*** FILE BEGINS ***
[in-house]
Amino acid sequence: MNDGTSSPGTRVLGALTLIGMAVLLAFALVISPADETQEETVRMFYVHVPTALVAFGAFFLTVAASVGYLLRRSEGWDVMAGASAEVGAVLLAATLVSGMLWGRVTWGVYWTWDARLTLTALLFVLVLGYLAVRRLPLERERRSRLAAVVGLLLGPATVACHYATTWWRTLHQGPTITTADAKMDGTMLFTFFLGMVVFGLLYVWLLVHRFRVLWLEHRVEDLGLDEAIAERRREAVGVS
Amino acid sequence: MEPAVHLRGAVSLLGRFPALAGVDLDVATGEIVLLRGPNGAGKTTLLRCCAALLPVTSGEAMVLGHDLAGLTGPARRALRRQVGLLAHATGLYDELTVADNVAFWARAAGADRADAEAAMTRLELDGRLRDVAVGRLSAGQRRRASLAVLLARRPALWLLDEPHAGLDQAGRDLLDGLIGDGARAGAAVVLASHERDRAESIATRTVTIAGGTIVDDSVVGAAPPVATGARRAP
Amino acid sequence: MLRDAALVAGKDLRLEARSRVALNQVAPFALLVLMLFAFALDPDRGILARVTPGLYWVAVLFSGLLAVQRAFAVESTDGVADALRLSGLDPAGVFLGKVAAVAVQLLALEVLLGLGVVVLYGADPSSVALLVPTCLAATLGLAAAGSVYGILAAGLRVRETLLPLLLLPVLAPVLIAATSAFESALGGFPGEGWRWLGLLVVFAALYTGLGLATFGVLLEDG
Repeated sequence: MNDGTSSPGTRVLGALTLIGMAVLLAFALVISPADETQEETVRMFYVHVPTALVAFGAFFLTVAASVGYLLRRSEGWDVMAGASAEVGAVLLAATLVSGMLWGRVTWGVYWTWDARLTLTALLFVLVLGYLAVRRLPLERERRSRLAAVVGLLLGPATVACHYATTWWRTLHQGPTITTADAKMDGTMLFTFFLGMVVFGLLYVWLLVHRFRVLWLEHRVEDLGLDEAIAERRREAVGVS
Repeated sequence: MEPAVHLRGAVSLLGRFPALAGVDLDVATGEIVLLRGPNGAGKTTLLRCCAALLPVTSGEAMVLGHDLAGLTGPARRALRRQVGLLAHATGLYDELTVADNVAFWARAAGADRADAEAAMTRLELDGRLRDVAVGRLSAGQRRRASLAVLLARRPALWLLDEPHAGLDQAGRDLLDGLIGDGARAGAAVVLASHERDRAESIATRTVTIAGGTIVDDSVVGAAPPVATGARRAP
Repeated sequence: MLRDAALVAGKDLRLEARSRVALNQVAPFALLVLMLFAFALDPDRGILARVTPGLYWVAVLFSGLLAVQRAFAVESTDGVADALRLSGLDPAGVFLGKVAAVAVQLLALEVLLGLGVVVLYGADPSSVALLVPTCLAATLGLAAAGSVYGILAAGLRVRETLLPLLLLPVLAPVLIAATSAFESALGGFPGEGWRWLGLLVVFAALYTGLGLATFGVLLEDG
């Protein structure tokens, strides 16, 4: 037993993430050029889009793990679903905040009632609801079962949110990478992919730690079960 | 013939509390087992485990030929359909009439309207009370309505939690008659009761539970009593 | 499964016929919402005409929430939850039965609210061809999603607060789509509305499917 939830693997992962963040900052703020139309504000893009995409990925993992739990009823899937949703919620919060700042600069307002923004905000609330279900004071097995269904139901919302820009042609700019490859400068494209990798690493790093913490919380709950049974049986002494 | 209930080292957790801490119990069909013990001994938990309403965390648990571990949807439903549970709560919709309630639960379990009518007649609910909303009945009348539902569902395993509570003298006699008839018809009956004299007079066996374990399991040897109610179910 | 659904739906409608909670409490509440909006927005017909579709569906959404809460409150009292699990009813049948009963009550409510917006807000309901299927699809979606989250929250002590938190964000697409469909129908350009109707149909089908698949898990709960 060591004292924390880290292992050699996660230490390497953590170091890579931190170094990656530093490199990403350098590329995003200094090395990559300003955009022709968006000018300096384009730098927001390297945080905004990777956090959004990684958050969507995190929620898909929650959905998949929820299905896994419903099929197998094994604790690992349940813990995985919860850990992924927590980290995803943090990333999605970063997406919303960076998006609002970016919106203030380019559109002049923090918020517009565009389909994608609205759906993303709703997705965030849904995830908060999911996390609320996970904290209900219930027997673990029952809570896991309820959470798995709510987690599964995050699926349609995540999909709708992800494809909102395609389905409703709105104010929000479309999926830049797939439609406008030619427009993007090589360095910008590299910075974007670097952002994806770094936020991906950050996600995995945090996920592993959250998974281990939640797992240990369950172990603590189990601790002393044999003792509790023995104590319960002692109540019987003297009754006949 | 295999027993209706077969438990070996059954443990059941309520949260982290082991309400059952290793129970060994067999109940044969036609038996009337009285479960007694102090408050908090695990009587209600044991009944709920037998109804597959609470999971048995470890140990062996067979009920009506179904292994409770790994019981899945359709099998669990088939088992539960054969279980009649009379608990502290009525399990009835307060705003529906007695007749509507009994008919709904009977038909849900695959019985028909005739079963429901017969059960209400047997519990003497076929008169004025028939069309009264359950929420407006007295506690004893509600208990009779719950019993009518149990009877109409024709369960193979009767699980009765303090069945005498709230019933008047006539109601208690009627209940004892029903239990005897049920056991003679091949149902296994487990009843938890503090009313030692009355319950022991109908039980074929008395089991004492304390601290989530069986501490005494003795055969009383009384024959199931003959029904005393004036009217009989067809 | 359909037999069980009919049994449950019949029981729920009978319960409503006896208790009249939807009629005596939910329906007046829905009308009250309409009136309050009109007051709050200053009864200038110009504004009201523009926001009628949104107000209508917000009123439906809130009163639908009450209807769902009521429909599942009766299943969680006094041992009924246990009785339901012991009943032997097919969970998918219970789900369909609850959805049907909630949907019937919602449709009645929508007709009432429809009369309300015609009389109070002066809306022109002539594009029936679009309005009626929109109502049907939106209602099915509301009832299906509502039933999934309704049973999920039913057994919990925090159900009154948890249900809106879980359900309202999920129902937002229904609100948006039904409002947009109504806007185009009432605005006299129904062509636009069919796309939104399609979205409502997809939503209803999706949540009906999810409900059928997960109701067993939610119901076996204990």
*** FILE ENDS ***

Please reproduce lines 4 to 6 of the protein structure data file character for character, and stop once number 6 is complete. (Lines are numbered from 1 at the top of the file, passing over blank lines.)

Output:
Amino acid sequence: MLRDAALVAGKDLRLEARSRVALNQVAPFALLVLMLFAFALDPDRGILARVTPGLYWVAVLFSGLLAVQRAFAVESTDGVADALRLSGLDPAGVFLGKVAAVAVQLLALEVLLGLGVVVLYGADPSSVALLVPTCLAATLGLAAAGSVYGILAAGLRVRETLLPLLLLPVLAPVLIAATSAFESALGGFPGEGWRWLGLLVVFAALYTGLGLATFGVLLEDG
Repeated sequence: MNDGTSSPGTRVLGALTLIGMAVLLAFALVISPADETQEETVRMFYVHVPTALVAFGAFFLTVAASVGYLLRRSEGWDVMAGASAEVGAVLLAATLVSGMLWGRVTWGVYWTWDARLTLTALLFVLVLGYLAVRRLPLERERRSRLAAVVGLLLGPATVACHYATTWWRTLHQGPTITTADAKMDGTMLFTFFLGMVVFGLLYVWLLVHRFRVLWLEHRVEDLGLDEAIAERRREAVGVS
Repeated sequence: MEPAVHLRGAVSLLGRFPALAGVDLDVATGEIVLLRGPNGAGKTTLLRCCAALLPVTSGEAMVLGHDLAGLTGPARRALRRQVGLLAHATGLYDELTVADNVAFWARAAGADRADAEAAMTRLELDGRLRDVAVGRLSAGQRRRASLAVLLARRPALWLLDEPHAGLDQAGRDLLDGLIGDGARAGAAVVLASHERDRAESIATRTVTIAGGTIVDDSVVGAAPPVATGARRAP